Fri., Oct. 18

CC/DVS 2:40, 8:20

Sat., Oct. 19

CC/DVS 2:40, 8:20

Sun., Oct. 20

CC/DVS 7:40, 10:40

Mon., Oct. 21

CC/DVS 1:30, 4:50, 7:50

Tue., Oct. 22

CC/DVS 1:30, 4:50, 7:50

Wed., Oct. 23

CC/DVS 1:30, 4:50, 7:50

Cinemark 20 and XD

N. I-35 & FM 1825, 512/989-8535

Cost for 3-D and XD shows is regular ticket price plus a premium.

Thu., Oct. 17

digital 7:10, 10:10

Cinemark Cedar Park

1335 E. Whitestone, Cedar Park, 800/326-3264

Call theatre for complete list of movies and showtimes.

Thu., Oct. 17

digital 1:35, 4:30

Fri., Oct. 18

digital 10:10am, 4:05, 10:20

Sat., Oct. 19

digital 10:10am, 4:05, 10:20

Sun., Oct. 20

digital 10:10am, 4:05, 10:20

Mon., Oct. 21

digital 1:10, 4:05, 7:20, 10:20

Tue., Oct. 22

digital 1:10, 4:05, 7:20, 10:20

Wed., Oct. 23

digital 1:10, 4:05, 7:20, 10:20

Fri., Oct. 18

digital 12:15, 3:20, 6:20, 9:20

Sat., Oct. 19

digital 12:15, 3:20, 6:20, 9:20

Sun., Oct. 20

digital 12:15, 3:20, 6:20, 9:20

Mon., Oct. 21

digital 12:15, 3:20, 6:20, 9:20

Tue., Oct. 22

digital 12:15, 3:20, 6:20, 9:20

Wed., Oct. 23

digital 12:15, 3:20, 6:20, 9:20

Cinemark Round Rock

4401 N. I-35, Round Rock, 800/326-3264

Cost for 3-D shows is regular ticket price plus a $3.50 premium. Call theatre for complete March 26-28 showtimes.

Thu., Oct. 17

digital 1:00, 4:00

City Lights Theatre

420 Wolf Ranch Parkway, Georgetown, 512/868-9922

Thu., Oct. 17

9:50am, 1:10, 4:10, 7:10, 10:00

Fri., Oct. 18

9:50am, 1:10, 4:10, 7:10, 10:00

Sat., Oct. 19

9:50am, 1:10, 4:10, 7:10, 10:00

Sun., Oct. 20

9:50am, 1:10, 4:10, 7:10, 10:00

Mon., Oct. 21

1:10, 4:10, 7:10, 10:00

Tue., Oct. 22

1:10, 4:10, 7:10, 10:00

Wed., Oct. 23

1:10, 4:10, 7:10, 10:00

Gateway Theatre

9700 Stonelake, 512/416-5700

Discounts daily before 6pm. Cost for 3-D shows is regular ticket price plus a $3.50 premium.

Thu., Oct. 17

CC/DVS 12:45, 3:45, 6:45, 9:45

iPic Theaters Austin

3225 Amy Donovan Plaza, 512/568-3400, www.ipic.com

Thu., Oct. 17

12:00, 3:10

Moviehouse & Eatery

8300 N. FM 620, Bldg. B, 512/501-3520, www.themoviehouse.com/trails/

Thu., Oct. 17

3:20, 7:00, 10:15

Fri., Oct. 18

3:40, 8:45

Sat., Oct. 19

3:40, 8:45

Sun., Oct. 20

3:40, 8:45

Moviehouse & Eatery - Lantana Place

7415 Southwest Parkway, Building 7, 512/572-0770, www.themoviehouse.com/lantana/

Thu., Oct. 17

8:00, 9:50

Sky Cinemas

13201 US-290, 512/457-0700, www.skycinemas.com

Thu., Oct. 17

10:45am, 1:30, 4:15

Fri., Oct. 18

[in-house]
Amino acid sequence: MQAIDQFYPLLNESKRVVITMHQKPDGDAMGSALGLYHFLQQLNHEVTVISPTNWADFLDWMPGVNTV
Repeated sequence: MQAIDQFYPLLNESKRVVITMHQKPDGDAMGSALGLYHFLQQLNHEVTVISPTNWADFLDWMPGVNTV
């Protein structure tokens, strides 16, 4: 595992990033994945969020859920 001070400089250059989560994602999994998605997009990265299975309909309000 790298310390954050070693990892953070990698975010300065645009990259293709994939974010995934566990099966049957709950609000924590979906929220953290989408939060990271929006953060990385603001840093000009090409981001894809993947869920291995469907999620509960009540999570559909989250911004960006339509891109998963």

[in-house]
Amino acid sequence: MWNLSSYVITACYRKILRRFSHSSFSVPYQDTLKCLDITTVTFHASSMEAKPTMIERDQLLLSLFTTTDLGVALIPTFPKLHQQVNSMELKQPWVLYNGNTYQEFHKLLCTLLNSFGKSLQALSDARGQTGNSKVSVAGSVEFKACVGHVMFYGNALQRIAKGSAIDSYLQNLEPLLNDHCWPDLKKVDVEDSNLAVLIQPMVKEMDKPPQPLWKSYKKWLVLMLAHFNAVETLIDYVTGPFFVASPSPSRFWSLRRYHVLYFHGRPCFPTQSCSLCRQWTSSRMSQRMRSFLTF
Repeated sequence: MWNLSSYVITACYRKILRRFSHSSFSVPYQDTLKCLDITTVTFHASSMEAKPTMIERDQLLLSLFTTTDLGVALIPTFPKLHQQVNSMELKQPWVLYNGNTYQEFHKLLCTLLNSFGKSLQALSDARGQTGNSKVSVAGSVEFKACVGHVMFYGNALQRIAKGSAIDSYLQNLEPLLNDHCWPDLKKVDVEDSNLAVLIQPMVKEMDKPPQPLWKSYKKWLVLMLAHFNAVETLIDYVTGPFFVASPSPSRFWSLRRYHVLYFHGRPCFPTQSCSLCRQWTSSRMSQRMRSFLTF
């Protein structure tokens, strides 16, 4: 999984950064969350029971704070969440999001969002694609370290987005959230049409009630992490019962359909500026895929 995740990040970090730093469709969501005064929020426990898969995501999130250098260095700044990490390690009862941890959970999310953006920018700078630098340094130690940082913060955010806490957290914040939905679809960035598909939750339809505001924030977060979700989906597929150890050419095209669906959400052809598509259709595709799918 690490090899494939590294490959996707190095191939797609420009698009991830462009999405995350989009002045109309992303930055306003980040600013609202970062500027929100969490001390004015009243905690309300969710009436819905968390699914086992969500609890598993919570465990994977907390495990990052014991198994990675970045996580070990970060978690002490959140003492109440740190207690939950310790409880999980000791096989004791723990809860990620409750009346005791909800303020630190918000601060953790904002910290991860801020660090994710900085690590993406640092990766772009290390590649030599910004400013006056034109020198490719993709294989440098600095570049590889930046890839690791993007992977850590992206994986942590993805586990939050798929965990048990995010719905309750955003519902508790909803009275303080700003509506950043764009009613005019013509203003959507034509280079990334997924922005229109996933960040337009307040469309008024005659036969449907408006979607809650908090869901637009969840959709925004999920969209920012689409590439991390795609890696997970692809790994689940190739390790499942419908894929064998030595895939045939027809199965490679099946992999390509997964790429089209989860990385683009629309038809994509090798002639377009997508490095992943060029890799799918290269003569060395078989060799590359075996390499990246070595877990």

11:00am, 4:15, 7:00

Sat., Oct. 19

11:00am, 4:15, 7:00

Sun., Oct. 20

11:00am, 4:15, 7:00

Mon., Oct. 21

11:00am, 3:50, 6:35

Tue., Oct. 22

11:00am, 3:50, 6:35

Violet Crown Cinema

434 W. Second, 512/495-9600, www.violetcrowncinema.com

Four-hour parking validation in attached garage with ticket purchase. Reserved seating; bar and cafe on-site.

Thu., Oct. 17

3:20, 9:25

Fri., Oct. 18

11:15am, 1:50, 4:25

Sat., Oct. 19

11:15am, 1:50, 4:25

Sun., Oct. 20

11:15am, 1:50, 4:25

Mon., Oct. 21

1:50, 4:25, 9:20

Tue., Oct. 22

1:50, 4:25, 9:20

Wed., Oct. 23

1:50, 4:25, 7:00, 9:35

Westgate 11

4477 S. Lamar, 512/899-2717

Discounts daily before 6pm. Cost for 3-D shows is regular ticket price plus a $3.50 premium.

Thu., Oct. 17

CC/DVS 11:00am, 4:35, 7:15, 10:00

A note to readers: Bold and uncensored, The Austin Chronicle has been Austin’s independent news source for almost 40 years, expressing the community’s political and environmental concerns and supporting its active cultural scene. Now more than ever, we need your support to continue supplying Austin with independent, free press. If real news is important to you, please consider making a donation of $5, $10 or whatever you can afford, to help keep our journalism on stands.

Support the Chronicle  

READ MORE
More James Gray Films
The Lost City of Z
A futile quest for an extraordinary place

Steve Davis, April 21, 2017

The Immigrant
Marion Cotillard and Joaquin Phoenix star in James Gray's latest New York opus, a story about a woman turned out from Ellis Island to fend for herself on the mean streets of New York.

Kimberley Jones, May 30, 2014

More by Richard Whittaker
The Addams Family
Your favorite creepy neighbors are back, and kid friendly

Oct. 18, 2019

Dreamy Visions at the Austin Arthouse Film Festival
Dreamy Visions at the Austin Arthouse Film Festival
Celebrate the avant-garde at AFS Cinema

Oct. 18, 2019

KEYWORDS FOR THIS FILM

Ad Astra, James Gray, Brad Pitt, Tommy Lee Jones, Ruth Negga, Liv Tyler, Donald Sutherland

MORE IN THE ARCHIVES
NEWSLETTERS
One click gets you all the newsletters listed below

Breaking news, arts coverage, and daily events

Can't keep up with happenings around town? We can help.

Austin's queerest news and events

Updates for SXSW 2019

All questions answered (satisfaction not guaranteed)

Information is power. Support the free press, so we can support Austin.   Support the Chronicle